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Proving $\mathbb{N}^k$ is countable

I would like to prove that if S is countable then for any positive integer n the set $S^n$ (the n-fold Cartesian product of S with itself) is countable using mathematical induction.

I think I should initialize it at n=0 but I don't know where to go from there.

Thanks so much for the help

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marked as duplicate by Asaf Karagila, Martin Sleziak, Chris Eagle, t.b., J. M. Aug 18 '12 at 1:29

This question has been asked before and already has an answer. If those answers do not fully address your question, please ask a new question.

The result is trivial for $n=0$ and $n=1$, so your first step should be to prove it for $n=2$. Then you can use that result in your induction step to go from countability of $S^n$ to countability of $S^{n+1}$, since $S^{n+1}$ clearly admits a bijection with $S^n\times S$, a product of two countable sets. –  Brian M. Scott May 1 '12 at 23:08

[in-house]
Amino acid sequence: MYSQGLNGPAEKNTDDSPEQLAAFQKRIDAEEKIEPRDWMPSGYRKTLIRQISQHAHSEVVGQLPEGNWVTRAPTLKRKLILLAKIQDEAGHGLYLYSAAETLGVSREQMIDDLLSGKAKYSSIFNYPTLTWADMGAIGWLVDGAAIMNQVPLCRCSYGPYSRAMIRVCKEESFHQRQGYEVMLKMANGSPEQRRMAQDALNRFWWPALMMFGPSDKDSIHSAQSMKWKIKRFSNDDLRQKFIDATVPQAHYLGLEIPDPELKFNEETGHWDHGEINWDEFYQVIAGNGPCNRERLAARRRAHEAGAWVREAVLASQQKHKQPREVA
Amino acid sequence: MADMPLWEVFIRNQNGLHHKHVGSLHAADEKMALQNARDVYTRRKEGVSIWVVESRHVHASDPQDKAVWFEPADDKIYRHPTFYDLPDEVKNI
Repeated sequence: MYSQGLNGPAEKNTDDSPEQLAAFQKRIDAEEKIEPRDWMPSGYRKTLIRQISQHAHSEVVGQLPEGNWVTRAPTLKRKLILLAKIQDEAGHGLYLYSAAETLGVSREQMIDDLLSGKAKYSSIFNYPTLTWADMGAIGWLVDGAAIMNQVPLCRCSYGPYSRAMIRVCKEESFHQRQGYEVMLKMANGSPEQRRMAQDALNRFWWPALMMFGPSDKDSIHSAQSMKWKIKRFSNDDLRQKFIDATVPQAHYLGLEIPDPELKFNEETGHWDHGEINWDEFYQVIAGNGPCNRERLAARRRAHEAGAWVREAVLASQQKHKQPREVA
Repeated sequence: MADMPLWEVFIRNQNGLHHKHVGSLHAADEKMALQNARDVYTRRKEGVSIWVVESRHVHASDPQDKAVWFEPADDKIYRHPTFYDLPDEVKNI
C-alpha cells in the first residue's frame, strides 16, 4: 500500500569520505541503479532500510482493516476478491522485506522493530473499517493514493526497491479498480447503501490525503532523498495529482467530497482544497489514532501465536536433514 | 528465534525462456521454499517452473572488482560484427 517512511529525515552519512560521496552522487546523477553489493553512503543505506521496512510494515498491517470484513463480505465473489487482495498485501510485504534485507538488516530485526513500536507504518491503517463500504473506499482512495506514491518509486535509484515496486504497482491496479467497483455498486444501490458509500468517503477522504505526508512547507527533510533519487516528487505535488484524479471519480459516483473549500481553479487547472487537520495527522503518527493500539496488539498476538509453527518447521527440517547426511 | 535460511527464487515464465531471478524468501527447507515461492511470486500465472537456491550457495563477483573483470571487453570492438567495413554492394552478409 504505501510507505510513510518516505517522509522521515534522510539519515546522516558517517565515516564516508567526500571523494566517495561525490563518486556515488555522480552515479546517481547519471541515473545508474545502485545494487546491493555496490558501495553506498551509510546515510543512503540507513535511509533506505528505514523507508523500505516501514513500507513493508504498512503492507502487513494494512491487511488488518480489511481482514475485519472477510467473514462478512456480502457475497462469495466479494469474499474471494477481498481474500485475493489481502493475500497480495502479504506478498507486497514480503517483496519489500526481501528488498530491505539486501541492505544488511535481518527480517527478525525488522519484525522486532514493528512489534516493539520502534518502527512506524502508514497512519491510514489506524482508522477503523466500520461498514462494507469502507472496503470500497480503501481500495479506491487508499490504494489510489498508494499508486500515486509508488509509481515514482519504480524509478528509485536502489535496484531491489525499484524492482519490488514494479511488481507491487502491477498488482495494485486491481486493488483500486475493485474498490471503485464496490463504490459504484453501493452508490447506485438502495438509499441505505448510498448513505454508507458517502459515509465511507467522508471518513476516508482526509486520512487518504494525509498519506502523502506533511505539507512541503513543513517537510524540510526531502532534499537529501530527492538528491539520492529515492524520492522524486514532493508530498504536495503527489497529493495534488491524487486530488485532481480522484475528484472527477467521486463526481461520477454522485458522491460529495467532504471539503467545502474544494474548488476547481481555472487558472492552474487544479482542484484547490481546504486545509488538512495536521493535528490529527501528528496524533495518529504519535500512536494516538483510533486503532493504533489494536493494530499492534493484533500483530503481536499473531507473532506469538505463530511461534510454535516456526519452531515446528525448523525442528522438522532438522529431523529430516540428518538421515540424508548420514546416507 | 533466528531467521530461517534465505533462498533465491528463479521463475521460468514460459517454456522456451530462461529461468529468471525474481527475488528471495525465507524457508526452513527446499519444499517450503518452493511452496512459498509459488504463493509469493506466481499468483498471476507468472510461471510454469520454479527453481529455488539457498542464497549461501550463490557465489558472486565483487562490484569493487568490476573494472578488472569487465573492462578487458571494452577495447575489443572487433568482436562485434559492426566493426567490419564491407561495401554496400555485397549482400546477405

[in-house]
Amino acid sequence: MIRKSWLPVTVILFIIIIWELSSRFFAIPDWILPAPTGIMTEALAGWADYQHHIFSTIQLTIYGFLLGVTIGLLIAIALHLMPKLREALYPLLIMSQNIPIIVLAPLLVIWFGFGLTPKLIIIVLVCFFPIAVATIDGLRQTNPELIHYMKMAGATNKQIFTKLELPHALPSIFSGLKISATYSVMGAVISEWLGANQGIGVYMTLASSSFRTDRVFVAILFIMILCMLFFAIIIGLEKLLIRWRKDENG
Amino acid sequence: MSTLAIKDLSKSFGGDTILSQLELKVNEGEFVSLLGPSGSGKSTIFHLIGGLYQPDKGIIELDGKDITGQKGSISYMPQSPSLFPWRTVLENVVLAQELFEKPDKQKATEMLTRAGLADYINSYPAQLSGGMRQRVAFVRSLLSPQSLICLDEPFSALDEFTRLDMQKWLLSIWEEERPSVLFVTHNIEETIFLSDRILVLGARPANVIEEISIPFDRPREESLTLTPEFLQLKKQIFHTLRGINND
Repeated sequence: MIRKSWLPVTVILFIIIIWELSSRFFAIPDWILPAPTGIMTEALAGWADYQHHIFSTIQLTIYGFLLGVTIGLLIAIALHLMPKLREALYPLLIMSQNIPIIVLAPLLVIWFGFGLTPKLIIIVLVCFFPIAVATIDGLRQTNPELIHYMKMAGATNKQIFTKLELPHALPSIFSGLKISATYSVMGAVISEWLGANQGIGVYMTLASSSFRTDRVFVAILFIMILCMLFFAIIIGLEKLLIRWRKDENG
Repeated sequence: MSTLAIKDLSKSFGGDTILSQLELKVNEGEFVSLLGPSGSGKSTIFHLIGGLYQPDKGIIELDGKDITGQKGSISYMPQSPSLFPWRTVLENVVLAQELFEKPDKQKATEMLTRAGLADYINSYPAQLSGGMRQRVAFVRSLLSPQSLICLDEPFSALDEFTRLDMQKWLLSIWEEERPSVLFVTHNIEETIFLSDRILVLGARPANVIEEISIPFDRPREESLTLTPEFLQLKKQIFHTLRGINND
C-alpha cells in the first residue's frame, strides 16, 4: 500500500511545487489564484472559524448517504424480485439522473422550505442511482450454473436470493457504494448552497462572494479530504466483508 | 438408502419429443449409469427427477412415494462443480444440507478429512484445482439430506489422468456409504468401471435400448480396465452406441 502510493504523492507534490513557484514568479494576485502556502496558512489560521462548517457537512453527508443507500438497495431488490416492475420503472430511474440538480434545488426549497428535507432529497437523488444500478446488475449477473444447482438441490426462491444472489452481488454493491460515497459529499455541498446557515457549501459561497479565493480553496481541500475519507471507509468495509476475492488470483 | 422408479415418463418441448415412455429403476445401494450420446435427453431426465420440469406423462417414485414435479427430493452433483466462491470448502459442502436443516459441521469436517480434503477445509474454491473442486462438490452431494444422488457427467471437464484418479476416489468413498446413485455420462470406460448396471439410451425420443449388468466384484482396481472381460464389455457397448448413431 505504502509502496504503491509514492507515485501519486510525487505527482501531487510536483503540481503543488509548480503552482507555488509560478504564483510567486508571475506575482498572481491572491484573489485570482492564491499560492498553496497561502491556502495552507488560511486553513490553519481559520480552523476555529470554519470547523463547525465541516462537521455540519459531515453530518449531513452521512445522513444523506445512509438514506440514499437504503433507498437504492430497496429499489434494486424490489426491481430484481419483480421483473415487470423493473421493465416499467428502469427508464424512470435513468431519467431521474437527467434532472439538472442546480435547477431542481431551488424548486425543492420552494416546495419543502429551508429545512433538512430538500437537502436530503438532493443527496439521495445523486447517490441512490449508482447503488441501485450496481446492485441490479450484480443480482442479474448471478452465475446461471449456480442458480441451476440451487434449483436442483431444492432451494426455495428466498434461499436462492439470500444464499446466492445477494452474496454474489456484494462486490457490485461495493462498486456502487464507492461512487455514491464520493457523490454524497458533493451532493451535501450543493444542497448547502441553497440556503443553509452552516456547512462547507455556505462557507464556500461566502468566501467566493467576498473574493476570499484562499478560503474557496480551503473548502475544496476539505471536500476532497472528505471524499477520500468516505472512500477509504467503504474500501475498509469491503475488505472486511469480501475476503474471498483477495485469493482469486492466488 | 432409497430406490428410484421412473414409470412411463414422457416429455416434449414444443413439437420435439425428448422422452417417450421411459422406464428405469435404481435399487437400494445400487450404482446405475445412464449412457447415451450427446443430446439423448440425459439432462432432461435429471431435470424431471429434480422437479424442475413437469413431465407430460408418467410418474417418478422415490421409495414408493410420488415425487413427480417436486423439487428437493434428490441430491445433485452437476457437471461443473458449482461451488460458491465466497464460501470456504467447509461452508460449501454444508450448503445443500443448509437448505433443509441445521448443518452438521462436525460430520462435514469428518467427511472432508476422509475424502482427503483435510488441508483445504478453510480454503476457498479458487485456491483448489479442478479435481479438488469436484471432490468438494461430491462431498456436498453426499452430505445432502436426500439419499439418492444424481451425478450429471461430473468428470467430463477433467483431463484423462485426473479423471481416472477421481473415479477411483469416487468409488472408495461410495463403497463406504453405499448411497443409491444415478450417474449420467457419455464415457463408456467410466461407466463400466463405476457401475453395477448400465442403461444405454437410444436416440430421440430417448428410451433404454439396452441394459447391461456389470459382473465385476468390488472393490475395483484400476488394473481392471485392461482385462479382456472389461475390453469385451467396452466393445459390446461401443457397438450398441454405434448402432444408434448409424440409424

Thanks Brian. How do you prove the countability of a cartesian product of two countable sets ? –  BrainOverfl0w May 1 '12 at 23:11
There are many ways; one is discussed in considerable detail here. –  Brian M. Scott May 1 '12 at 23:17
I made it with your help. Many thanks ! –  BrainOverfl0w May 1 '12 at 23:39

1 Answer 1

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Brian gave me some excellent advise and I found a way to do it. Showing that the cartesian $S^n \times S$

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